Q: You previously discussed decontamination residue becoming an environmental issue after the decon Does this not lead to the delay in decon starting while waiting to establish holding tanks, etc. for the runoff?”
A: Decontamination should be started as soon as feasible, preferably by the first response elements on scene regardless of whether they have advanced hazmat experience. The removal of outer layers of clothing and the use of an absorbent material to blot any residual material is time critical. Targeted cleaning of areas where irritation occurs can be performed as a follow up when more assets arrive unless pain is evident, then water should be applied as soon as feasible.
In the United States, the U.S. Environmental Protection Agency (EPA) issued a statement in 2000 generally allowing responders to prioritize actions to save human lives and protect health. After imminent threats are addressed, responders should immediately take all reasonable steps to contain contamination (including decontamination runoff) and mitigate environmental consequences.
Q: Can applying decon to the outer layer of clothing / PPE push contaminates through the layer quicker as it does with applying it to the skin (i.e. organophospates)?
A: If you are wearing NFPA-certified PPE, decontamination should not be an issue for pushing contaminants through the suit towards skin as the seams, interfaces, and closures are challenged during the certification process to ensure safety. Certified ensembles are challenged with a variety of tests, one of which is the “shower test”. In this test, water treated with a surfactant is sprayed at a high pressure towards the suit from multiple directions. Certified ensembles must pass this continuous challenge for 60 minutes (NFPA 1991), 20 minutes (NFPA 1994 Class 1 and 2), 8 minutes (NFPA 1994 Class 3), or 4 minutes (NFPA 1994 Class 4). This ensures that they are suitable for liquid splashes from multiple directions as well as decontamination processes.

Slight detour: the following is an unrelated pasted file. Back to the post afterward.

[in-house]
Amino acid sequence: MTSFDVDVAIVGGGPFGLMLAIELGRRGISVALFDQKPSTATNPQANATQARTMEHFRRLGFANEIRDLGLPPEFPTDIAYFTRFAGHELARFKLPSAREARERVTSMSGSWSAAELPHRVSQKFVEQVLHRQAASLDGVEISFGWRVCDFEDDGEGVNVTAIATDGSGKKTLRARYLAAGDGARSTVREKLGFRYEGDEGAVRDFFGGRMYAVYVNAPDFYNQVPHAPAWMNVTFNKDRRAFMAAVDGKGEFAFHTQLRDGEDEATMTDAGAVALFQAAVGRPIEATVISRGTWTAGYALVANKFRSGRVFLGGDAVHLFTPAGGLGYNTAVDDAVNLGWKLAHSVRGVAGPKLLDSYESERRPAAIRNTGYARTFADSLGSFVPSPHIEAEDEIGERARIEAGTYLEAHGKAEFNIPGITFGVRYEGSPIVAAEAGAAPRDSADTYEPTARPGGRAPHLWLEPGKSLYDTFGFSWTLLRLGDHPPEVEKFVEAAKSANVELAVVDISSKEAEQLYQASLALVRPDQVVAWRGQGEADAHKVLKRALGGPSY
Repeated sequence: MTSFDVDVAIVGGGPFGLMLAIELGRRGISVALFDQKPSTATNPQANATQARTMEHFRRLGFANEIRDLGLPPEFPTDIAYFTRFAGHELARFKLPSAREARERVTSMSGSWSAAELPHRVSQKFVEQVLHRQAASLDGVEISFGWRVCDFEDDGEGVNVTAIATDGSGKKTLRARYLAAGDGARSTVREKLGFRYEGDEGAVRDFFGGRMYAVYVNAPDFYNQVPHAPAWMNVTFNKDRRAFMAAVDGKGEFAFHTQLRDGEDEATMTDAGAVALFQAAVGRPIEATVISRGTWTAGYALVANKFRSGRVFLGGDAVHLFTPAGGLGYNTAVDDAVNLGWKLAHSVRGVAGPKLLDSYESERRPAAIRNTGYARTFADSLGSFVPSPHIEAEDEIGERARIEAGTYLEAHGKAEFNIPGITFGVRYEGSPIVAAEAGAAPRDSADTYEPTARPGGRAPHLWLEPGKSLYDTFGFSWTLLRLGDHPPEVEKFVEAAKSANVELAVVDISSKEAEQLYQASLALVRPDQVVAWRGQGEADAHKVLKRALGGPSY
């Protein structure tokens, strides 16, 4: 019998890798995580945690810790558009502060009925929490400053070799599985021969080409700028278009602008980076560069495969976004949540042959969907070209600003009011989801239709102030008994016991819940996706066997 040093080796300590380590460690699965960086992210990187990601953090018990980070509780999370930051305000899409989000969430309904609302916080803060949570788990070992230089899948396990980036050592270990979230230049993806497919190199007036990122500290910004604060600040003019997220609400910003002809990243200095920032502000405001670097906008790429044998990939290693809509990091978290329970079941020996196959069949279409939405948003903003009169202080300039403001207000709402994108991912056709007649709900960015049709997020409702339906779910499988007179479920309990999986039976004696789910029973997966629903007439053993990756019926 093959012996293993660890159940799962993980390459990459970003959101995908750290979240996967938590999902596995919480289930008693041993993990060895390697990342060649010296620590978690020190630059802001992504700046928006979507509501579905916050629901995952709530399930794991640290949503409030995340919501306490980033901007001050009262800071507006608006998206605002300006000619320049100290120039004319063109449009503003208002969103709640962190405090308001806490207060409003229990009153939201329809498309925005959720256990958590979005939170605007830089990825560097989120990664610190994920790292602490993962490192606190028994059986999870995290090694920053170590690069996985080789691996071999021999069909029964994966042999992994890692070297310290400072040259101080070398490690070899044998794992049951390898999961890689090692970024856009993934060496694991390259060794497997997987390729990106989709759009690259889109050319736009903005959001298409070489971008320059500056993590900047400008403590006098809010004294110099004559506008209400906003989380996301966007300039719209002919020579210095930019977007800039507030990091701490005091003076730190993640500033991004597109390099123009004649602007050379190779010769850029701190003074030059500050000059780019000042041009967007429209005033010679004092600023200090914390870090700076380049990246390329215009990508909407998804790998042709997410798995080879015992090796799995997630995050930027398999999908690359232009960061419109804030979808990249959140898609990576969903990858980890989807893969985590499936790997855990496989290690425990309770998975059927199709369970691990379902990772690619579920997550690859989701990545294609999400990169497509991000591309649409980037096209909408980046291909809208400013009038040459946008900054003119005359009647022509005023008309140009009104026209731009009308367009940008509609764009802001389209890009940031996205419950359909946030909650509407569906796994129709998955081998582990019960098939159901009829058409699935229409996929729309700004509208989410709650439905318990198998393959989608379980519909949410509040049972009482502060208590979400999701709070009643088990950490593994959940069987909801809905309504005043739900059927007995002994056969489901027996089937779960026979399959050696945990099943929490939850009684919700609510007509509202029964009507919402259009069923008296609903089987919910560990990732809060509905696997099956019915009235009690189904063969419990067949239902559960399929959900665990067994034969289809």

However, many non-certified garments have seams, interfaces, and closures that would make it dangerous to try and decontaminate. In this case, you might need to carefully cut the operator out of the garment. To do this, the areas where cut lines are going to be made should be carefully blotted to minimize any residual contaminant from finding its way into the cut lines.
Q: When comparing 90 seconds of wet decon to blotting, what do you think is the average time involved in blotting and getting the patient into higher medical care?
A: With the blotting process, there is no set up required so you save a considerable amount of time just in that process. By reducing the number of people requiring decontamination by 80%, the demand on emergency responder resources is reduced by 63%. The spot washing, if required, can take just as long as the wet decon process as you are focusing on a specific area requiring individualized attention but it would be focused on the few people requiring it.
Thankfully, in a mass decontamination context, the likelihood of “liquid splash” is very low, therefore removal of the outer layer of clothing will be the >90% solution.
Q: How important is neutralization of a chemical agent using a decontaminate on the outer layer of clothing? What is known about by products that can be produced when using a decontaminates to neutralize a chemical agent? Can they be as hazardous as the agent itself?
A: The neutralization of threat materials on the outside layer of protective clothing is critical to ensure that the potential source for secondary contamination during the doffing process is reduced to as low as possible. For standard neutralization agents like hypochlorite, peroxide, peracetic acid, etc., the degradation products have been characterized, but they are often not quantified.
Using the A-series agents as an example as they are not as widely characterized as most other materials…In this case, raising the pH of the decontamination solution can increase the speed of hydrolysis, however hydrolysis will also cause the production of hydrogen fluoride, hydrogen chloride, hydrogen cyanide, and downstream oximes. While these are far less toxic than the original A-series agent, they are much more volatile and therefore could become more problematic as they move freely while the original A-series agent would have very low volatility. Another potential issue is with the use of bleach or dry bleach powders that tend to produce toxic metabolites which may be nerve agents on their own. Again, they might not be as toxic, but now they might have a higher vapor pressure making them a cause for concern.
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